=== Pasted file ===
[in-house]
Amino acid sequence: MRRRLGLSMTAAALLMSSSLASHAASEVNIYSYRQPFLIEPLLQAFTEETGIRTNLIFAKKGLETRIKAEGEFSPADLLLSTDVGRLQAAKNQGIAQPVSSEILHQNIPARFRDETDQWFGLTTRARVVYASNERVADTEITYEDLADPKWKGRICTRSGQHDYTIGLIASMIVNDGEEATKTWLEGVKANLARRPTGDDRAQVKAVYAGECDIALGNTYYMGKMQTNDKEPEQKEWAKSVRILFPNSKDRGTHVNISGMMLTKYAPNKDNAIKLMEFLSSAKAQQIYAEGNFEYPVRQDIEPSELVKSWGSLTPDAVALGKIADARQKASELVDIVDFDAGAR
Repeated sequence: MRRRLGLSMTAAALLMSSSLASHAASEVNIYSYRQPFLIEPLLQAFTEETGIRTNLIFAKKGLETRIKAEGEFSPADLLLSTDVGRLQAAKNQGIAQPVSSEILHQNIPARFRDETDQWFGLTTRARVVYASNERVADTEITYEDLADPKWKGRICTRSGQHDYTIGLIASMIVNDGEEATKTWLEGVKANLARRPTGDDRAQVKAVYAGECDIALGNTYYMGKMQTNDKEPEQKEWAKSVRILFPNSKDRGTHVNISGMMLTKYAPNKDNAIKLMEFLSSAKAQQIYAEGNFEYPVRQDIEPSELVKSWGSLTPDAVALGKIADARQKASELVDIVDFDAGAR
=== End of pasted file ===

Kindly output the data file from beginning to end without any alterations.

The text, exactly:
[in-house]
Amino acid sequence: MRRRLGLSMTAAALLMSSSLASHAASEVNIYSYRQPFLIEPLLQAFTEETGIRTNLIFAKKGLETRIKAEGEFSPADLLLSTDVGRLQAAKNQGIAQPVSSEILHQNIPARFRDETDQWFGLTTRARVVYASNERVADTEITYEDLADPKWKGRICTRSGQHDYTIGLIASMIVNDGEEATKTWLEGVKANLARRPTGDDRAQVKAVYAGECDIALGNTYYMGKMQTNDKEPEQKEWAKSVRILFPNSKDRGTHVNISGMMLTKYAPNKDNAIKLMEFLSSAKAQQIYAEGNFEYPVRQDIEPSELVKSWGSLTPDAVALGKIADARQKASELVDIVDFDAGAR
Repeated sequence: MRRRLGLSMTAAALLMSSSLASHAASEVNIYSYRQPFLIEPLLQAFTEETGIRTNLIFAKKGLETRIKAEGEFSPADLLLSTDVGRLQAAKNQGIAQPVSSEILHQNIPARFRDETDQWFGLTTRARVVYASNERVADTEITYEDLADPKWKGRICTRSGQHDYTIGLIASMIVNDGEEATKTWLEGVKANLARRPTGDDRAQVKAVYAGECDIALGNTYYMGKMQTNDKEPEQKEWAKSVRILFPNSKDRGTHVNISGMMLTKYAPNKDNAIKLMEFLSSAKAQQIYAEGNFEYPVRQDIEPSELVKSWGSLTPDAVALGKIADARQKASELVDIVDFDAGAR